Should Your Book Club Read A History of Loneliness by John Boyne?

I read this book in two days, and would have finished in one if other duties hadn’t insisted upon my attention!  Wow, you think a subject like the sex scandals of the Catholic Church have been done and dusted, and then you pick up a book like this and realize…where is the outrage???  Yes, your book club should read and discuss this!  Also, it’s a very gripping and superbly crafted story.

So, what can your book club talk about?

Warp-speed plot summary: It’s Ireland, and we’re taken by the narrator from his childhood through his time as a priest in both Ireland and Rome as he reflects upon the Church’s sex scandals, pondering all the while the culpability of those involved.

Father Odran Yates is our narrator, and you will no doubt spend a lot of time figuring him out.  Is he reliable?  Is he telling the reader the truth?  Is he telling himself the truth?  Is he the priest that his best friend Tom accuses him of being?  Or is he someone else?  Why does Odran join the priesthood, and why does he stay there?  What is he getting out of it?  Why is he telling us his story?

This may lead you to talk about the role of priests and other religious leaders.  What is their appropriate role?  What is their value?  Are they anachronisms?  What makes a good priest?

You’ll want to talk about the structure of the book.  Does the form carry any meaning to the reader?  Is the structure an integral part of what the book is saying?  Would this be a completely different book if it were told as a linear narrative?  How does the story’s structure express the theme of remembering?  Yes, you’ll definitely want to consider the remembering that Odran is doing.  What purpose does it hold?  Is it healing?  Or does it re-tramautize?

Should there be a collective remembering?  Or have we all heard enough about such scandals?  Is this an important book to read?

Why do you think this book is titled the way it is?  Is there more than one explanation?  What about the epigraph?  How does this affect your understanding of the book?  How does it inform Odran’s telling of the story?

One of the themes you’ll want to ‘dig deep’ into is that of how our childhoods shape who we are.  And how far can we take this as an excuse for our adult behavior?  How long can we blame our parents for how they raised us?

What do you think of Odran’s parents?  Are they simply doing what any Irish Catholic parents of the 1960’s and ’70’s would do?  Are they good parents?  Or are they blind, unthinking sheep?  And what about all the parents of the boys who were abused?  Is it fair to say that no one could have realized what was going on except in hindsight?

What do you think of Odran’s sister?  Why does he spend so much time telling us about her?

DENIAL.  You’ll certainly want to discuss this. Who was in denial?  Who truly didn’t know?  Is it even possible that one couldn’t know?  Or suspect?  Or is that how we feel now because of everything we do know, now that the scandal has come to light?  You should also talk about the culpability of those who chose or choose to remain in denial.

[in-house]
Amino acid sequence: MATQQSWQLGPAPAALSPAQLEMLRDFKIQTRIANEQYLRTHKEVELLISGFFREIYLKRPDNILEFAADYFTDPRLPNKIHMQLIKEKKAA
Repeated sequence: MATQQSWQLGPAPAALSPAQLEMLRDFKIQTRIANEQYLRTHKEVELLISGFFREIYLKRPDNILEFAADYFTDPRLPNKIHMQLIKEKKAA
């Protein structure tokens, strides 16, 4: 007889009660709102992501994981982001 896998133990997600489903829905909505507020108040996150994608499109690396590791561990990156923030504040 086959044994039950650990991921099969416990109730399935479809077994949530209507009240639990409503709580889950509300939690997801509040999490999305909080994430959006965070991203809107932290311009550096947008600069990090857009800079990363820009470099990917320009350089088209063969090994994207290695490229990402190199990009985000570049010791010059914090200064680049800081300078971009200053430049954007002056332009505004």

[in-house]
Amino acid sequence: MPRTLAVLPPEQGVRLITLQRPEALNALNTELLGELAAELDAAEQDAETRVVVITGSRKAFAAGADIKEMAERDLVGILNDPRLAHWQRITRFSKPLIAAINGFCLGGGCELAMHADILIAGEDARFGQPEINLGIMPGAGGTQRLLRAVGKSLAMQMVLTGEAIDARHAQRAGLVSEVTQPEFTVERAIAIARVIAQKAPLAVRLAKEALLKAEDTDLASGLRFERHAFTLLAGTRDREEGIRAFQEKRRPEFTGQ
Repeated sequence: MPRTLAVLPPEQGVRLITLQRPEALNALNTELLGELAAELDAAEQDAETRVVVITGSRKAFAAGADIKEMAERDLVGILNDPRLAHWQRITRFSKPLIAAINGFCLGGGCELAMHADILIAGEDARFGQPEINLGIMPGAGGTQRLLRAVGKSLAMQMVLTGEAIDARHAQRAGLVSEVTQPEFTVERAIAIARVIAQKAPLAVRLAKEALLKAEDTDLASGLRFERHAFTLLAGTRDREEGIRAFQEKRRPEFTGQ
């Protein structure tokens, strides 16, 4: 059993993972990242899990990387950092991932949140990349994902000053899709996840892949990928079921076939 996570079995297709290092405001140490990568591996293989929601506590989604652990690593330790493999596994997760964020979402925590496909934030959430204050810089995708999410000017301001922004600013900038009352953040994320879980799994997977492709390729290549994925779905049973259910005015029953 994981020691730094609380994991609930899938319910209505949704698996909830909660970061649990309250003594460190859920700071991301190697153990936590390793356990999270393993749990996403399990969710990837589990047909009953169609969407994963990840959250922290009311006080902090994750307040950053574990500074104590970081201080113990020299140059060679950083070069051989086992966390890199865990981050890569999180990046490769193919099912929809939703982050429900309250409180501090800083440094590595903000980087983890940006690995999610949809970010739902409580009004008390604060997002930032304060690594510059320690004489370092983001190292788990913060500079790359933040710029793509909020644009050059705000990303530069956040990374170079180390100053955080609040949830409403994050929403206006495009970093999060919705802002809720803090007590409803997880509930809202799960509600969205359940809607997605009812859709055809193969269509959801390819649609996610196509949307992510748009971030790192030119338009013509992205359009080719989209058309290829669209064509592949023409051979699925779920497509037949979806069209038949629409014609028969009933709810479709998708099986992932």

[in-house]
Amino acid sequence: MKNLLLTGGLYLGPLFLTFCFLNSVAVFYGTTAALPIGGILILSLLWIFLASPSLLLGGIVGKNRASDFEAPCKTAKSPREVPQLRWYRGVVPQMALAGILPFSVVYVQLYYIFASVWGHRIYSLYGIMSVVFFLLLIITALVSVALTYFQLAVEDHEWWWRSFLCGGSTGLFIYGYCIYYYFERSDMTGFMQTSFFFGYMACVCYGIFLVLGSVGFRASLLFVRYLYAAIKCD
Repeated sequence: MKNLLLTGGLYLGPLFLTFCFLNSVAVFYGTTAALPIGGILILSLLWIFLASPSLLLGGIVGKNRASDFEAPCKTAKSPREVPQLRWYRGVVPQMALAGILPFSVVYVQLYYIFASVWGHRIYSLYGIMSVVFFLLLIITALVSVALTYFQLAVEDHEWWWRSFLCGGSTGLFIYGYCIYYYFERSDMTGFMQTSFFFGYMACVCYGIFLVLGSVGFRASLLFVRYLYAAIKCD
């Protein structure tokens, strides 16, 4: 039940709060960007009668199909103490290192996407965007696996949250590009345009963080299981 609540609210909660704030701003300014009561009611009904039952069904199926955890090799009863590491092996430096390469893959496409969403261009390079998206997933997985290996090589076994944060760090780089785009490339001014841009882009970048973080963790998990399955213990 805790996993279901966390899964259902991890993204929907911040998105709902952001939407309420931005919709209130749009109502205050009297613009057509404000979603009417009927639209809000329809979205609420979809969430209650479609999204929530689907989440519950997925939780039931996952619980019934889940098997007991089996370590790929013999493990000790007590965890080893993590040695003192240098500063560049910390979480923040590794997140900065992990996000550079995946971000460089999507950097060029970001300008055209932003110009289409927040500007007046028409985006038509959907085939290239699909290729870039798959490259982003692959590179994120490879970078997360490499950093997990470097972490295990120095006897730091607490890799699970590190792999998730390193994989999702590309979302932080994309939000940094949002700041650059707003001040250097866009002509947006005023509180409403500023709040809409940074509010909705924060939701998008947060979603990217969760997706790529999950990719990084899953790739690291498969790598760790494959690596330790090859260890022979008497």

You’ll certainly want to talk about secrecy and its ability to protect those in power.   While you’re reading the book, count how many times the words “embarrass” and “shame” show up.  Talk about the psychology of using those very words by those who should have been experiencing embarrassment and shame–a colossal understatement, I realize–against their victims.

Power.  Oh, yes, you will want to discuss this.  Who has it.  How they get it.  And how they keep it.  What happens to those who have it.  What happens to those who don’t.

You’ll want to talk about Ireland and its relationship with the Catholic Church.  Oh, and you’ll want to talk about the Catholic Church.  This could, obviously, take up the entire meeting.  Talk about institutions in general.  Who is in control?  The individuals within them or the system itself?

Talk about Odran’s experience in Rome.  Why do you think he tells us about his time there?  What do you make of what Odran tells us about his sexuality?

Is the book excusing anyone?  Is it explaining anything?  Does it add to your understanding of the sex scandals?  Does it make you more empathetic/sympathetic toward anyone?  Does it make you angry and want to DO something?  Is it indicting anyone?  Is it indicting YOU?

2 thoughts on “Should Your Book Club Read A History of Loneliness by John Boyne?

  1. I truly enjoyed this very sad, brilliantly recounted story of the life of a man looking for simplicity in the complexity of his “chosen” profession. The only small negative for me was the implication that someone else's behaviour was Odran's fault.

  2. Thank you for your comment! I think it was the idea that one knows of bad behavior but does nothing to stop it. I think the book is exploring that question–where does culpability lie? Where does it stop? It doesn't seem to be enough to say, “I didn't do anything.”

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